I couldn't do such a minimal collection now if I hadn't done all that. Some people ask, "Don't you miss all those beautiful fabrics?" No, I just go in my closet! I've already done that. To me, it's an evolution.

How did you get into those impressive retailers in the beginning?

I started by researching stores in Chicago and the surrounding suburbs, and Ultimo was my first store. I was doing all wraps at the time, so I shot them on a model, Eleanor, and I made this beautiful lookbook. I look back on it and I'm like, "Seriously? You sent that to Bergdorfs?" But I had already sold Ultimo, and the wraps were really beautiful pieces. They fit a need. I didn't have too much of a problem. And then if you have the good fortune to open those accounts, everything else follows.

A look from M2057 by Maria Pinto's pre-spring 2016 collection. Photo: M2057 by Maria Pinto

A look from M2057 by Maria Pinto's pre-spring 2016 collection. Photo: M2057 by Maria Pinto

For an up-and-coming designer, which would you say is more important: big department stores or smaller boutiques?

It's a really different time than when I launched. I'd probably say blend the two, because the problem with big stores is that they own you, in a sense. If they have a slow sell-through, they're going to expect you to either take product back or give them markdown money back. If I was to do wholesale again, which we may, I would blend it between specialty boutiques and large stores. The expectations are quite different. The boutiques take ownership. If the style's not selling well, they're going to come to you and ask, "Would you work with me on it?" whereas the department stores are like, "If you don't work with me on it, you're not going to see another order." It's kind of unspoken.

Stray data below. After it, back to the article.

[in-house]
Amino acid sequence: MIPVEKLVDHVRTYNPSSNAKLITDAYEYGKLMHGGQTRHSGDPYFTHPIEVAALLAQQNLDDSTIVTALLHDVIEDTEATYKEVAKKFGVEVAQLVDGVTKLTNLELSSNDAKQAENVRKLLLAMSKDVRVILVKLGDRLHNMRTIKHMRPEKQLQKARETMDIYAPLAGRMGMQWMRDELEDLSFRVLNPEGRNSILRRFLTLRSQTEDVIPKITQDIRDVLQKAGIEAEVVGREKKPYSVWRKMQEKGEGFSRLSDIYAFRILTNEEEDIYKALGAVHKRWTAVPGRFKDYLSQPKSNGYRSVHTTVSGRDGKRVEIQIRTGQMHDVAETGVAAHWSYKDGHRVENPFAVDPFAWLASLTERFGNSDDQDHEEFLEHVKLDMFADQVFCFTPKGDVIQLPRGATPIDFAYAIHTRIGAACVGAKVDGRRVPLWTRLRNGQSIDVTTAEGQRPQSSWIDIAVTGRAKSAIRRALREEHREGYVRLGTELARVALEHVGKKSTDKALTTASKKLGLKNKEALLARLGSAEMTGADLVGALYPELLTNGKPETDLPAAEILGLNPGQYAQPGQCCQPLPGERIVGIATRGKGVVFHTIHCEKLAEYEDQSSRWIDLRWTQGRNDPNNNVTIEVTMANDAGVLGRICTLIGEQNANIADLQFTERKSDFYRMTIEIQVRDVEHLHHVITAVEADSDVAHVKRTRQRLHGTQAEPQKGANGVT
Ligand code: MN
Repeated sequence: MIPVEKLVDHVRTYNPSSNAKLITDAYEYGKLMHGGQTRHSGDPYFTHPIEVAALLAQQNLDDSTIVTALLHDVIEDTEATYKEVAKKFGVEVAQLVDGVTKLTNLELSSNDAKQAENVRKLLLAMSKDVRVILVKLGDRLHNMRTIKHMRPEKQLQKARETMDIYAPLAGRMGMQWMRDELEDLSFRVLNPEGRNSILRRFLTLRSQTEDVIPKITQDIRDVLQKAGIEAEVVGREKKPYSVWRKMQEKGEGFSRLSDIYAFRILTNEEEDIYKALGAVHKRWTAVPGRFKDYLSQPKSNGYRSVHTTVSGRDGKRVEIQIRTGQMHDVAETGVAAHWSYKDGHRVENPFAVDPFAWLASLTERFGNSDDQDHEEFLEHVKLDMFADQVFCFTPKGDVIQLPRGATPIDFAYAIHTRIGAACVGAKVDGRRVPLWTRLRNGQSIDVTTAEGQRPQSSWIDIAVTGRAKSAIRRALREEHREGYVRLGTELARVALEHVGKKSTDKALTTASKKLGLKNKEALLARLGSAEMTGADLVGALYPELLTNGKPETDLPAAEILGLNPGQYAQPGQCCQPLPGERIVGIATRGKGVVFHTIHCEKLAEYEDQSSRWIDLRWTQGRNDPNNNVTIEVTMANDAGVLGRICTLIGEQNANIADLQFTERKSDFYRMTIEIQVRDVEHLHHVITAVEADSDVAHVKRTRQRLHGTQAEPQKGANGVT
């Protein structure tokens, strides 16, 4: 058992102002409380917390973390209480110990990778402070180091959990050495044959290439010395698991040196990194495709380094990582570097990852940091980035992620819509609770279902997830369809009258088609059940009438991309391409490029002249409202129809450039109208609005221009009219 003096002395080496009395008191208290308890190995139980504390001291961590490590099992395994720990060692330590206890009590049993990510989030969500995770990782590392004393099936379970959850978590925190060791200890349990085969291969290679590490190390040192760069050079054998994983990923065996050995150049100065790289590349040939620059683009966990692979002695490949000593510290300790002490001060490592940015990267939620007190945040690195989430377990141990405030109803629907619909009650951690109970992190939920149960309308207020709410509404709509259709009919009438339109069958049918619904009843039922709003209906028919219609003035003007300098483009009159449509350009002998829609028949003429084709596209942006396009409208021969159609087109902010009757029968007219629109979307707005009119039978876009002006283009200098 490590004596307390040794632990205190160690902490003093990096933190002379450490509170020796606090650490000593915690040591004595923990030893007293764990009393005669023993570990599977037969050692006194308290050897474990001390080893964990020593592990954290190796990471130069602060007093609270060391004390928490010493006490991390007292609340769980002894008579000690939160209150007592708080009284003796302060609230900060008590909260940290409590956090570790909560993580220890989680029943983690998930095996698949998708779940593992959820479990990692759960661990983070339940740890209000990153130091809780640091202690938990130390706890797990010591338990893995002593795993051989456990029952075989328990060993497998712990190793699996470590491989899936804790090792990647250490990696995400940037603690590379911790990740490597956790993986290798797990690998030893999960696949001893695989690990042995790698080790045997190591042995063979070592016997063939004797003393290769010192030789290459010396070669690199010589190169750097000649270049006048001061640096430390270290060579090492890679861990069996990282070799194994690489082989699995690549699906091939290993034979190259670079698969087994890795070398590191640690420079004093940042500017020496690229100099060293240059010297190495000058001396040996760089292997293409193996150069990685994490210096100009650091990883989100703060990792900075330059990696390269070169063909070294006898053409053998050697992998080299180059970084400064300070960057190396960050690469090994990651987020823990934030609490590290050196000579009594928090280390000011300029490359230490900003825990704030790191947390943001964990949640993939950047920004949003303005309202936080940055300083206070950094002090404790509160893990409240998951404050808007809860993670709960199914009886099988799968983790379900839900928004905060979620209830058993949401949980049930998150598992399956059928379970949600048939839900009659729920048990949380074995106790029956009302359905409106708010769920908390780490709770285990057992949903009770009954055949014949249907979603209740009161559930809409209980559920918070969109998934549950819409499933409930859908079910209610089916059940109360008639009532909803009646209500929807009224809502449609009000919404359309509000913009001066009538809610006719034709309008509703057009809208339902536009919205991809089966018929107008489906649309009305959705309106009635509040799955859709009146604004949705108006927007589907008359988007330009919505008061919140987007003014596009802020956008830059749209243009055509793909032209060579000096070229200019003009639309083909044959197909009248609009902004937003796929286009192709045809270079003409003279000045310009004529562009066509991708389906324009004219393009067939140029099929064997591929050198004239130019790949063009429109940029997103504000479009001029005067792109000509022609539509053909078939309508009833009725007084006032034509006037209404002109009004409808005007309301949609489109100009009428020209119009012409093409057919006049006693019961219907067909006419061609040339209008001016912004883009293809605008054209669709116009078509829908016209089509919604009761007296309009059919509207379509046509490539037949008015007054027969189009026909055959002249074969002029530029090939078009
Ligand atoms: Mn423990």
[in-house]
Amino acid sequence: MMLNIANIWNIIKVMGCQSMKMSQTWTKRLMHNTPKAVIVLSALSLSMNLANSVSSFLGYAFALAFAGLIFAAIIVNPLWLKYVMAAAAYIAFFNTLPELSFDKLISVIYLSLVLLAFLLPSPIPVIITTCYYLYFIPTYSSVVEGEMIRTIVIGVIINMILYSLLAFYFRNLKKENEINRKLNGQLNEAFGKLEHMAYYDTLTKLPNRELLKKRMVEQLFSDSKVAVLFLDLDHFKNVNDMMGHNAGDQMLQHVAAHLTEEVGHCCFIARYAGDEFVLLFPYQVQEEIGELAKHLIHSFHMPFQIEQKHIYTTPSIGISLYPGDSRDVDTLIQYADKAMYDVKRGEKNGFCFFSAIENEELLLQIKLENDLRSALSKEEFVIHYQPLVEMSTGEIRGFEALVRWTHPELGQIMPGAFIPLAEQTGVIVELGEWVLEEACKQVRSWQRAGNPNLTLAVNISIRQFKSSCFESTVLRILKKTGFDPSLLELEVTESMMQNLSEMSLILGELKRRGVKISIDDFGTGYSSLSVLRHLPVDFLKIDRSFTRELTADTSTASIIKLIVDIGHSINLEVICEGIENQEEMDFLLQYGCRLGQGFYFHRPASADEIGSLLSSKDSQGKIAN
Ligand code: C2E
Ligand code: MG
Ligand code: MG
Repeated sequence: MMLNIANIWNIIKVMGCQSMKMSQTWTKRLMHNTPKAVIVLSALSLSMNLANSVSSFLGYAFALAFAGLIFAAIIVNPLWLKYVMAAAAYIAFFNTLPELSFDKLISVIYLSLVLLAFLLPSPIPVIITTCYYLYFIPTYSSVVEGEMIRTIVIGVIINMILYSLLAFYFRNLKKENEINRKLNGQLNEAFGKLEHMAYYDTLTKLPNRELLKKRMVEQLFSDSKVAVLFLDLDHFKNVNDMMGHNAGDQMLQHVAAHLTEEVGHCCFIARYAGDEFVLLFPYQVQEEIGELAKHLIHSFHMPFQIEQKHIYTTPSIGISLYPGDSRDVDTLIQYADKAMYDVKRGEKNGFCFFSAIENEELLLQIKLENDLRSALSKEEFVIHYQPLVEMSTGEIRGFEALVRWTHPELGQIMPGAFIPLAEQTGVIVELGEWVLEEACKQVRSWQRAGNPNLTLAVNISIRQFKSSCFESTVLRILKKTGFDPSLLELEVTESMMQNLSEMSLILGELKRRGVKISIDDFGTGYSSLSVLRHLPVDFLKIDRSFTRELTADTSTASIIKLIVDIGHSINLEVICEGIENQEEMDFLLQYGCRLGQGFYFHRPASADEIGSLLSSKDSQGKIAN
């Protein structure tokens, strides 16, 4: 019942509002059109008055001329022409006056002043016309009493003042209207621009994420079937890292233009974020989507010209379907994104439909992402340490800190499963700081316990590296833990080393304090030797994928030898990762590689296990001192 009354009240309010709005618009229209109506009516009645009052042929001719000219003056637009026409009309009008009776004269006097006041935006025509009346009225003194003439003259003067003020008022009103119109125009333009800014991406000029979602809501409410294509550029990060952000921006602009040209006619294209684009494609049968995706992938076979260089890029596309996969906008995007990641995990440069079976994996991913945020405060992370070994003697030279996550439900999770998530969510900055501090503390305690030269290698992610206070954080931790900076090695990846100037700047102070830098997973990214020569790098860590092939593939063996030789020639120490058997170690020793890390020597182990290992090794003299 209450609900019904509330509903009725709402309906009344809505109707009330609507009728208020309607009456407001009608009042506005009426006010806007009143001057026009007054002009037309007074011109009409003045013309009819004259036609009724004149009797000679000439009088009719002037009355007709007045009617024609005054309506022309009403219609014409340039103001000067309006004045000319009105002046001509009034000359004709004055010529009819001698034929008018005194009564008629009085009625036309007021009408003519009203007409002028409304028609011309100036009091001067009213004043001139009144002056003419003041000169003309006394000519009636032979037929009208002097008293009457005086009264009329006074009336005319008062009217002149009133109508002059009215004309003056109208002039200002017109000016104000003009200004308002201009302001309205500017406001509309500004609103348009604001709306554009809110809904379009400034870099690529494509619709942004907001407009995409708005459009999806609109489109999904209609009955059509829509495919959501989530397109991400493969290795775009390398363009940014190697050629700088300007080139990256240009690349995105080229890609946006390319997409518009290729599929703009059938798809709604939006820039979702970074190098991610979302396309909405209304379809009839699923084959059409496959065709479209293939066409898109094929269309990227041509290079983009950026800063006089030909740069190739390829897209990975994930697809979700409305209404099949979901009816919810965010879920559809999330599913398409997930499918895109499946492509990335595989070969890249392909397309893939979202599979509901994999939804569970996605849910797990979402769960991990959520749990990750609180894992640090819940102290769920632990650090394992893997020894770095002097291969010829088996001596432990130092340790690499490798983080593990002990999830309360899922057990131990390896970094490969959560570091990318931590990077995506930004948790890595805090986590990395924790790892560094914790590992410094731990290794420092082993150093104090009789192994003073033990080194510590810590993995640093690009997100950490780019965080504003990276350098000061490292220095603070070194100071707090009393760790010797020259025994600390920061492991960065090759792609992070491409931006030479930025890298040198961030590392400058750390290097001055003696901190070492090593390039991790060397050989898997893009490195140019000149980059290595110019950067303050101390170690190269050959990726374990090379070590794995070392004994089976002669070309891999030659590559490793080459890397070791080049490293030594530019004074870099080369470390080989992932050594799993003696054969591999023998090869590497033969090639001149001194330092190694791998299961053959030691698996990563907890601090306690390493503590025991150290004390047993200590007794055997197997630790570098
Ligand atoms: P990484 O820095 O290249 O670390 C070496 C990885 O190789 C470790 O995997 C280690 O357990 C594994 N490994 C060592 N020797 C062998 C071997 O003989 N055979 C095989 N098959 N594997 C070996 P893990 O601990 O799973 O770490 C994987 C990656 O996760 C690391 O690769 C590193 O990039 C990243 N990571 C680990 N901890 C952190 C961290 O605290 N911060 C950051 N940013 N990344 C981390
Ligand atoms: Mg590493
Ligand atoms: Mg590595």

You've worked with a number of high-profile clients, most notably the First Lady, as you mentioned. What is that process like?

Well, fortunately, she wasn't the First Lady when I met her, so it eased in. I first knew her when she was a senator's wife. She was lovely and very down to earth, so she made it easy.

I've been very lucky with the celebrity clients I've had. I didn't seek them out. I'm kind of proud of that. Mick Jagger once bought a scarf! He was at Ultimo and bought one of my crazy wraps and wore it performing at Soldier Field.

I've worked directly with some of them and others have been through a store, and they've all been really lovely people. They haven't been demanding. Of course, there were the pieces I did for a few clients that were custom, but by and large they were shopping from the collection. I have to always remind myself they're just people. They're just like you and me.

Two of your pieces appeared on "Empire"'s finale last season. How did that come about?

That came through Fox. They were looking for someone in Chicago; they were filming here and had heard about the collection. It was really fun. The two characters Rhonda Lyon and Boo Boo Kitty were really owning their roles as women — powerful women — and that's what I want this brand to be about: empowering women.

How do you translate that message of empowerment into your designs?

There's a part of fashion that I find really contradictory to the empowerment of women. We all get up in the morning and have a million things to do. We don't have an unlimited amount of time to spend standing in front of a closet, and that frustrates me. I'd like to think our pieces are really well thought out and we style them in a way that makes them clear to understand, to take them from day-to-night for all different lifestyles.

Where do you see yourself and your business in three to five years?

In three years, I'd say we'll be in a ton of stores — and I'll be on a beach. [Laughs] I think we're going to expand nationally. If it was up to my COO and me at the moment, we'd be in Rome, but that could be in the future. 

Click through the gallery below for four looks from M2057 by Maria Pinto's pre-spring 2016 collection, exclusive to Fashionista.

This interview has been edited and condensed.